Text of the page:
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Thomas Traherne and the Felicities of the Mind By James Balakier

Chapter 1:  Thomas Traherne, Hobbism, and the Seventeenth-Century Sciences: “Handmaids” to Felicity
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Thomas Traherne and the Felicities of the Mind
amongst these thoughts, with great delight and satisfaction, spending most of his time when at home, in digesting his notions of these things into writing, and was so full of them when abroad, that those that would converse with him, were forced to endure some discourse upon these subjects, whether they had any sense of Religion, or not.… (qtd. in Margoliouth 1: xxxi–xxxii)

This loquacious clergyman, eager to share his thoughts on the “inexpressible Felicities” of existence with anyone he encountered, was identified in the twentieth century by Bertram Dobell to be Thomas Traherne. Dobell comments ingenuously that “[t]he poet was, it is plain, one of those rare and enviable individuals in whom no jarring element is present” (Introduction, The Poetical Works of Thomas Traherne lvi). This appealing portrait, with its reference to Felicity—the key term in Traherne’s nomenclature—may jar, however, with his downright hostile reaction to Thomas Hobbes. In Christian Ethicks, another text published posthumously, Traherne unfelicitously takes Hobbes to task for his belief that self-preservation is the dominant force in human motivation:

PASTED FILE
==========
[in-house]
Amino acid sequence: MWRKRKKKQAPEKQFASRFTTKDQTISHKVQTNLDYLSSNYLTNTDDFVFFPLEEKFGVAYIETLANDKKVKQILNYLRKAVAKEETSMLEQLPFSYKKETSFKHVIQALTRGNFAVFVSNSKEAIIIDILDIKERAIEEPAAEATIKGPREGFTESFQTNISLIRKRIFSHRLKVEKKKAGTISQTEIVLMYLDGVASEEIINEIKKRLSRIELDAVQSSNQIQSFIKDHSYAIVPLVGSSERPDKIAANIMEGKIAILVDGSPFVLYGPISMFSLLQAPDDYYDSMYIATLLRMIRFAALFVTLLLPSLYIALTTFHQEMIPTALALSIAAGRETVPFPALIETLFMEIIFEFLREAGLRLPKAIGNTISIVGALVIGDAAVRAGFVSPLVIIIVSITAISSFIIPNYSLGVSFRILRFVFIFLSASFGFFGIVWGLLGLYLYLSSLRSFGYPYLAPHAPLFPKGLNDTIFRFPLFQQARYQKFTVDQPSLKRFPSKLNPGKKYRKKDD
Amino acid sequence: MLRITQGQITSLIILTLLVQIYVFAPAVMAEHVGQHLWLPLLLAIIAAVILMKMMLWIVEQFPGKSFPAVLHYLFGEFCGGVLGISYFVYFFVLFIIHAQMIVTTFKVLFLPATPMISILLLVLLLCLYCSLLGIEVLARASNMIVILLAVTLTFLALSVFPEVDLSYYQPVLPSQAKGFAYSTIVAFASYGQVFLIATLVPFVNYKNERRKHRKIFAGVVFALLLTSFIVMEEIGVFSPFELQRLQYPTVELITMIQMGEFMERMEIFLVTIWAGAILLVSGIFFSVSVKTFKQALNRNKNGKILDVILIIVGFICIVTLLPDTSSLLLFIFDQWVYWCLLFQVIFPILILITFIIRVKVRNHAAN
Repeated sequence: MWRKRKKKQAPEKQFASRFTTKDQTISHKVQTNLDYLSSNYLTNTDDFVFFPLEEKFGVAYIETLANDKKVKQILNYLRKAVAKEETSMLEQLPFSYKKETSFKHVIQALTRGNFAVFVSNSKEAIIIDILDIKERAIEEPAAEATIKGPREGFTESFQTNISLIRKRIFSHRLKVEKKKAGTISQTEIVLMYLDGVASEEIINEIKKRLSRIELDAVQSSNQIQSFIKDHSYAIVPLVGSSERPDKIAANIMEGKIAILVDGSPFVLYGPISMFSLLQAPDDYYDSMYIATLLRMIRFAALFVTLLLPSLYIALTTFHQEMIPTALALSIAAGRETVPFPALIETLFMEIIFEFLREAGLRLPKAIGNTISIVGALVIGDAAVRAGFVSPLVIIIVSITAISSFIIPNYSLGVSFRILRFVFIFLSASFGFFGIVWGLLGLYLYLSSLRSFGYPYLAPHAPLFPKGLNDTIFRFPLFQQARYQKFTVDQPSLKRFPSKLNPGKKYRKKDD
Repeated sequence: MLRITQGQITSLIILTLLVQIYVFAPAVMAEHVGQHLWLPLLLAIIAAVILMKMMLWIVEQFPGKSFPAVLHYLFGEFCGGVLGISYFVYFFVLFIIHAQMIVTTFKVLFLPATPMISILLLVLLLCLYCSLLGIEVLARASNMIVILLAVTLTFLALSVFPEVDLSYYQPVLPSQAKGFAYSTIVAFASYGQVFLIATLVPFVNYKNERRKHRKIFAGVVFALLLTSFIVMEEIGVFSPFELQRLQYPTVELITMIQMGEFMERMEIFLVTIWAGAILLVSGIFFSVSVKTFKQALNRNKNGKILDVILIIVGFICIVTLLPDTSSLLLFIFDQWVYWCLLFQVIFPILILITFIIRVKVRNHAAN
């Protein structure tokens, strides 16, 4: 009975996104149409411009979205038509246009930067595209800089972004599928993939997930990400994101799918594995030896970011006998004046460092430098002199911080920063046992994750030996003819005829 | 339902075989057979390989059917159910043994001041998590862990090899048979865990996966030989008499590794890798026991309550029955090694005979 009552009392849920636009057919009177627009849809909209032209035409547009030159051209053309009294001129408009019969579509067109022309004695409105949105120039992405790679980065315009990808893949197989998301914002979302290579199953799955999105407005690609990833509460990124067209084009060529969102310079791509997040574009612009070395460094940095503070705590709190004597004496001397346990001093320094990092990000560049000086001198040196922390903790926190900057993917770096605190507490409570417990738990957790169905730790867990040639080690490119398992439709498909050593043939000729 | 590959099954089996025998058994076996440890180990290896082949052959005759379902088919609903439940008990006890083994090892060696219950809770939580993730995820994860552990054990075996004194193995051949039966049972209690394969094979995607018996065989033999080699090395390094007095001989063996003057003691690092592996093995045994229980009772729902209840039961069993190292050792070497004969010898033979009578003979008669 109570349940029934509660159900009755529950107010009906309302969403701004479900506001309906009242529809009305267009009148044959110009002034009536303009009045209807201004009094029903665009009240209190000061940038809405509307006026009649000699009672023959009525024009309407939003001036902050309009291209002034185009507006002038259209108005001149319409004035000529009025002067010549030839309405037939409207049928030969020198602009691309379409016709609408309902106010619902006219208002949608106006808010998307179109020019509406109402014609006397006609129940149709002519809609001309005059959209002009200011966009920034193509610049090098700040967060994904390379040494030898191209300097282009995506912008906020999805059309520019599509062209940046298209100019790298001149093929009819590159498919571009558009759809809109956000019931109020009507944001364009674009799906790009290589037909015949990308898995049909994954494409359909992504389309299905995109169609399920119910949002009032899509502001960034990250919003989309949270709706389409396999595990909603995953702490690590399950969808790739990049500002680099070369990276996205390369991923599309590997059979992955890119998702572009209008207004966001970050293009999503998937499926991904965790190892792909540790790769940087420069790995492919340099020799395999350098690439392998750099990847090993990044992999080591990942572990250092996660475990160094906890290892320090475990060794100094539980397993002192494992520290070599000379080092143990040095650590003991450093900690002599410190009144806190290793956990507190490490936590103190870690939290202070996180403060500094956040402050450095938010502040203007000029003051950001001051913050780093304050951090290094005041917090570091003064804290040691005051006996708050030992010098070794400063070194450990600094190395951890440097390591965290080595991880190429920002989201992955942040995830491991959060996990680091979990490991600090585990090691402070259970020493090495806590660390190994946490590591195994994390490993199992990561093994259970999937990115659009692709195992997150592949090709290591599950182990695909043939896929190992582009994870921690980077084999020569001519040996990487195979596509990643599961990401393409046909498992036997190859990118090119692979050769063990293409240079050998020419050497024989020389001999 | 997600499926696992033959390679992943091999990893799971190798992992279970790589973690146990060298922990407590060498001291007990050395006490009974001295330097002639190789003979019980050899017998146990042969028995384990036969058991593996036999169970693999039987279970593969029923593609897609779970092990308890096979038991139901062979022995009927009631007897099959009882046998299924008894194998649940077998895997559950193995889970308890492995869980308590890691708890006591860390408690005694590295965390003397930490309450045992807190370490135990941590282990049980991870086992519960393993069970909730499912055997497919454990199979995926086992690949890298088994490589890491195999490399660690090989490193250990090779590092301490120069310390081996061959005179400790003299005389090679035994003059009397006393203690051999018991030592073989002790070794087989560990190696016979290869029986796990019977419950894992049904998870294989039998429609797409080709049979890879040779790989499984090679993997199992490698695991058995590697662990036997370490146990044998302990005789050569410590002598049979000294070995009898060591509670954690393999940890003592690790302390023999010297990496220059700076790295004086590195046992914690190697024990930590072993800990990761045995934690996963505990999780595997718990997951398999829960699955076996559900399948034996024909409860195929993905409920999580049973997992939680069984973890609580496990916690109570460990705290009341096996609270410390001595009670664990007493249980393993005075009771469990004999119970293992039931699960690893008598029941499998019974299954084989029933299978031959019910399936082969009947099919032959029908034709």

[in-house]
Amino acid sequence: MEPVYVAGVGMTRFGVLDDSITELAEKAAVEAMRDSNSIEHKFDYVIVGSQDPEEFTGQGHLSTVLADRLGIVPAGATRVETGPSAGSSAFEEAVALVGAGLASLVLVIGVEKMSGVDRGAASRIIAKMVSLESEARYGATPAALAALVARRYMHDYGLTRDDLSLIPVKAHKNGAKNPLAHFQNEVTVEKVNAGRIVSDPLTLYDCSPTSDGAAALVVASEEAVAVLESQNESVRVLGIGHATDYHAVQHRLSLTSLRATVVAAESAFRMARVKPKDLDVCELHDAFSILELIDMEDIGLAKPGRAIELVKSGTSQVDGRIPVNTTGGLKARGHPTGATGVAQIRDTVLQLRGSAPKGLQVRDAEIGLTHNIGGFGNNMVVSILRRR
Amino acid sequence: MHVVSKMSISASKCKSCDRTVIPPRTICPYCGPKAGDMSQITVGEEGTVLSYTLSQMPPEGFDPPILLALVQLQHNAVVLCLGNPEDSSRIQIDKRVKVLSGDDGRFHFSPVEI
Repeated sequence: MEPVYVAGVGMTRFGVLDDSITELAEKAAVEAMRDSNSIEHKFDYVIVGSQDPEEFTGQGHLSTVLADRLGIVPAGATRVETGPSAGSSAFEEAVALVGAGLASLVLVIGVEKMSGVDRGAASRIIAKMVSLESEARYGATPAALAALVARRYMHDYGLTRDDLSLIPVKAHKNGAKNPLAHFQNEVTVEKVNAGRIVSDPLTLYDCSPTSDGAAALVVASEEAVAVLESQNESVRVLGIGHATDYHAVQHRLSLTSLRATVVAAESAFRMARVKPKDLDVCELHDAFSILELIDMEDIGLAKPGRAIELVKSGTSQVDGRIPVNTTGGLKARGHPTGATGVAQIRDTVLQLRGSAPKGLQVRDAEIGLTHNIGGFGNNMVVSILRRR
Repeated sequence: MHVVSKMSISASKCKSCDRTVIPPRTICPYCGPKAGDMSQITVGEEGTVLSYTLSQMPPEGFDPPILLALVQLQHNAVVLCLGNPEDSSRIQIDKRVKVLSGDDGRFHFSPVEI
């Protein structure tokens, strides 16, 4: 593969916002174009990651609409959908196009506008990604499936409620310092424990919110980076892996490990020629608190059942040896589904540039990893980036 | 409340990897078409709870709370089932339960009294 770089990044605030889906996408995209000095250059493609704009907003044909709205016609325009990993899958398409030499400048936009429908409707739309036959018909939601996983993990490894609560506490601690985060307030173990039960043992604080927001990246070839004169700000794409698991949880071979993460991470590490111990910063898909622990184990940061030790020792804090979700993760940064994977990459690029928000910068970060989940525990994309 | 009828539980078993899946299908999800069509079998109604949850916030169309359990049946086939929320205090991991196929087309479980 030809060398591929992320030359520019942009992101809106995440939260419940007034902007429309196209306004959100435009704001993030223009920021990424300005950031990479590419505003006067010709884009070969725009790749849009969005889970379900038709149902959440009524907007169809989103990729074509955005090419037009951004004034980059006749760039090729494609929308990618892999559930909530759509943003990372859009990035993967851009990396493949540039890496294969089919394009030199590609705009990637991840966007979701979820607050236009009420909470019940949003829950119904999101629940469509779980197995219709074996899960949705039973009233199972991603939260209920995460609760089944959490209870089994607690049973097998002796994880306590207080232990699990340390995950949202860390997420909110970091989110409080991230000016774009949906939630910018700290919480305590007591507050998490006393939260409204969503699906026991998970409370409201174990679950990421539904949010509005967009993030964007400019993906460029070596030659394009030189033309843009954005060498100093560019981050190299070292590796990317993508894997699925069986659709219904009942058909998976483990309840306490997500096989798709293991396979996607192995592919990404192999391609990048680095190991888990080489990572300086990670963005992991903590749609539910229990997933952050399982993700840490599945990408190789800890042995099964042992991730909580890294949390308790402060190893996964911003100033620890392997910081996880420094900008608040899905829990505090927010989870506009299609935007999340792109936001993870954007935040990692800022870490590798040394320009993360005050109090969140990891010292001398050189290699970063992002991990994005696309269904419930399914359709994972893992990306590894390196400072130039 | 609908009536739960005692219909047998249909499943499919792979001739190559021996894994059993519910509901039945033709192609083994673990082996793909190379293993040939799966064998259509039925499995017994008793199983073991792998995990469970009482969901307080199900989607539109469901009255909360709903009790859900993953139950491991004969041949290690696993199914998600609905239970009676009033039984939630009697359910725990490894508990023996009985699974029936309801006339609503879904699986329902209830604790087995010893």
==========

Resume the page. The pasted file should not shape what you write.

Preservation is the first, but the weakest and the low’st principle in nature. We feel it first, and must preserve our selves, that we may continue to enjoy other things: but at the bottom it is the love of other things that is the ground of this principle of Self-preservation. And if you divide the last from the first, it is the poorest Principle in the World. (261)
And does not the man deserve to be burnt as an enemy to all the World, that would turn all men into Knaves and Cowards, and destroy that only principle which delivers them from being Mercenary Slaves and Villains; which is the Love of others!2 (262)

Traherne’s reaction, however fiery, is not unique, for “Hobbism” sent shockwaves through the Church of England. It gave impetus to a countermovement at Cambridge that, imbued with Plato and Plotinus, sought to reconcile the rationalism of scientific inquiry, fostered by Francis Bacon, with orthodox faith. Traherne, if only loosely associated with the Cambridge Platonists, shared a deep affinity with their aims.3 It was